More cheating – and that's just the teachers

Number of staff members disciplined for 'malpractice' in exams up 30 per cent

Cheating in GCSE and A-levels by pupils, teachers and even school exam centres rose markedly last year, with ever more sophisticated electronic gadgets being smuggled into exam halls.

The number of teenagers found guilty of cheating rose by 6.2 per cent to 4,415 during last summer's exams. But not only pupils were at it – the number of teachers disciplined for test "malpractice" was 30 per cent higher than the year before.

A breakdown of figures from the Office of the Qualifications and Exams Regulator (Ofqual) showed that the most common form of cheating was "bringing a mobile phone or other electronic gadget" into the room.

Some candidates were caught with concealed earpieces, described as "exam cheat equipment" on some of the websites that sell them, which could receive information from outside an exam hall. Exam bosses admitted that these were more difficult to detect, although many schools now use mobile tracking devices to detect whether a signal is being sent from anywhere in the room. The second most common cause of malpractice was plagiarism or copying other students' work, which accounted for 1,084 cases. Disruptive behaviour in the exam room, including swearing, rose from 514 cases in 2008 to 539 last year.

Candidates were also docked marks for including offensive and obscene comments in their exam papers.

In total, 2,155 students lost marks after being found guilty, 644 failed their exams and 1,616 escaped with warnings. "Candidates who bring a mobile phone into an exams room but do not have the phone at their desk might receive a warning, whereas candidates found using a mobile phone during an exam might be disqualified from the unit or qualification in the current exam series," a spokesman for Ofqual explained.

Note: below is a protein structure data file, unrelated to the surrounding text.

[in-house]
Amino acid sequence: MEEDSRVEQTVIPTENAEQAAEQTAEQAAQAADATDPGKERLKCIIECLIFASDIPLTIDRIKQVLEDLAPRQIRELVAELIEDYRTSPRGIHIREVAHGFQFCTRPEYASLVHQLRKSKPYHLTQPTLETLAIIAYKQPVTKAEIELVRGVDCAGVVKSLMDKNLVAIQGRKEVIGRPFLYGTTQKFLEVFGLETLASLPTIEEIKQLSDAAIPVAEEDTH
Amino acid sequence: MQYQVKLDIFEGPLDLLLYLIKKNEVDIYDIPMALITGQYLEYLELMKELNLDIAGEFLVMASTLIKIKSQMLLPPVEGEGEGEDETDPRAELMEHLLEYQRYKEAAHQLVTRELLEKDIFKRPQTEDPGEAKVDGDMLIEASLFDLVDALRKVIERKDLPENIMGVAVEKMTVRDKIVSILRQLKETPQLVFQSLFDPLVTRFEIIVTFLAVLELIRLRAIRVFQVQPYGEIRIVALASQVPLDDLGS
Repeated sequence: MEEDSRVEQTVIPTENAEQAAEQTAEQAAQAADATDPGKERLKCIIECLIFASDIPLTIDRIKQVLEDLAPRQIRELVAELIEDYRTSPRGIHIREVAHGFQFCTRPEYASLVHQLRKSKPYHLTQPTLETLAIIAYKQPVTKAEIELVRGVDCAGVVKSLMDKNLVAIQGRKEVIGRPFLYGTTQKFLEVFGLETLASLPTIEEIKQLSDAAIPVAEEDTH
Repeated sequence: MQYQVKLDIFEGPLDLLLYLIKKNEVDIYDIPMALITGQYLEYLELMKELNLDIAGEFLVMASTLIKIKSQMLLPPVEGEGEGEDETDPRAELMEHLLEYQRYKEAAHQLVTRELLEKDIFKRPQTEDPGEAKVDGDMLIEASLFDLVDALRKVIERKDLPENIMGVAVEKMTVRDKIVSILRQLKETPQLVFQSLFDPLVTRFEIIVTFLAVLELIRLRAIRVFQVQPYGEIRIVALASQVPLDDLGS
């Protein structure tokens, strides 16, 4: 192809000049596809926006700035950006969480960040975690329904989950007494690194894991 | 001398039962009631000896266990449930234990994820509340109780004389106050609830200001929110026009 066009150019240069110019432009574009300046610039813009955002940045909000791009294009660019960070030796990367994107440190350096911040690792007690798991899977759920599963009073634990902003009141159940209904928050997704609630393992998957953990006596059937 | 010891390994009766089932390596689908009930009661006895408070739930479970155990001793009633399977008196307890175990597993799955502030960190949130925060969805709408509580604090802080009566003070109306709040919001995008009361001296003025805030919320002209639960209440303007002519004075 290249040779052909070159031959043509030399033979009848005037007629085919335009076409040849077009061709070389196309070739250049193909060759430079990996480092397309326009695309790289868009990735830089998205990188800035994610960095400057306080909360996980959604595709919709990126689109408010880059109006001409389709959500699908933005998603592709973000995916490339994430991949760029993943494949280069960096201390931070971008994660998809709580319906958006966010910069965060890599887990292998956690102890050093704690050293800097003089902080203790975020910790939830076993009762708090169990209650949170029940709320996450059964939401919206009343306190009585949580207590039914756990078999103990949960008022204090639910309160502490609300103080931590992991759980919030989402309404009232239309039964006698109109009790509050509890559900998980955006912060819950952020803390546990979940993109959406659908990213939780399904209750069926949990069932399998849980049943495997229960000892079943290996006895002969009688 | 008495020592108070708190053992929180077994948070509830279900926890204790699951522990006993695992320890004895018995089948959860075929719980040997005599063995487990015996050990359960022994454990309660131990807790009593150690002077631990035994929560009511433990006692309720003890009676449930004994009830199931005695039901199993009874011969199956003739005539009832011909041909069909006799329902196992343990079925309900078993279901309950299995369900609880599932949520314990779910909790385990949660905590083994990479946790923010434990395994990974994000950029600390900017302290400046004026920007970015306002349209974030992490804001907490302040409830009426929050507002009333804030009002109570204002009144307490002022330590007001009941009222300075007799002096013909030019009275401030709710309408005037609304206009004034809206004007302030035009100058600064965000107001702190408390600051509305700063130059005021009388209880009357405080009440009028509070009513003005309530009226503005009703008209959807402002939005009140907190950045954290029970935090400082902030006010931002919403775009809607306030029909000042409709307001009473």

The number of teachers disciplined rose from 68 to 88, and 17 were suspended from invigilating in exams. Their crimes including leaving the exam hall unsupervised and helping candidates to answer questions.

Ofqual stressed that the figures confirmed that only 0.03 per cent of pupils cheated in exams taken last summer.

However, Jim Sinclair, director of the Joint Council for Qualifications, the organisation which represents the examination boards, said it took a "zero tolerance" approach to all forms of cheating, including the possession of unauthorised items such as mobile phones, iPods and other digital music players.

Mick Brookes, of the National Association of Head Teachers, said he did not condone cheating but pointed out that children knew some exams were "extremely high stakes" and schools were under more pressure to succeed. He added: "Young people are in a highly pressurised environment, partly due to the jobs market being more difficult than it was, and university entrance being restricted."

Unfair advantages

* The most common form of cheating is bringing an unauthorised device into the examination room. These are no longer just mobile phones but also more general data devices such as MP3 players which hold text, images, audio and video. Some pupils have been caught wearing concealed earpieces on which they can receive information in the exam room.

* Schools and exam boards are fighting back. A Gloucestershire company, Mobysafe, sells schools hand-held mobile phone detectors which can be placed in the examination room to detect any electronic signals.

* A more traditional form of cheating is the second most common type: plagiarism. That is, writing answers down from the internet on coursework without amending them. This is often detected during marking by an examiner with a detailed knowledge of website sources available to answer the question. Denmark has got round this by throwing in the towel and allowing its pupils to have access to the internet during exams.

* Thirdly, copying and collusion still take place in the exam hall when the invigilator's back is turned.

* One form of cheating which has disappeared as a result of new technology is writing answers on your arm under your sleeve.

Start your day with The Independent, sign up for daily news emails
Have you tried new the Independent Digital Edition apps?
ebooksA celebration of British elections
Arts and Entertainment
Billie Piper as Brona in Penny Dreadful
tvReview: It’s business as usual in Victorian London. Let’s hope that changes as we get further into the new series spoiler alert
Life and Style
A nurse tends to a recovering patient on a general ward at The Queen Elizabeth Hospital in Birmingham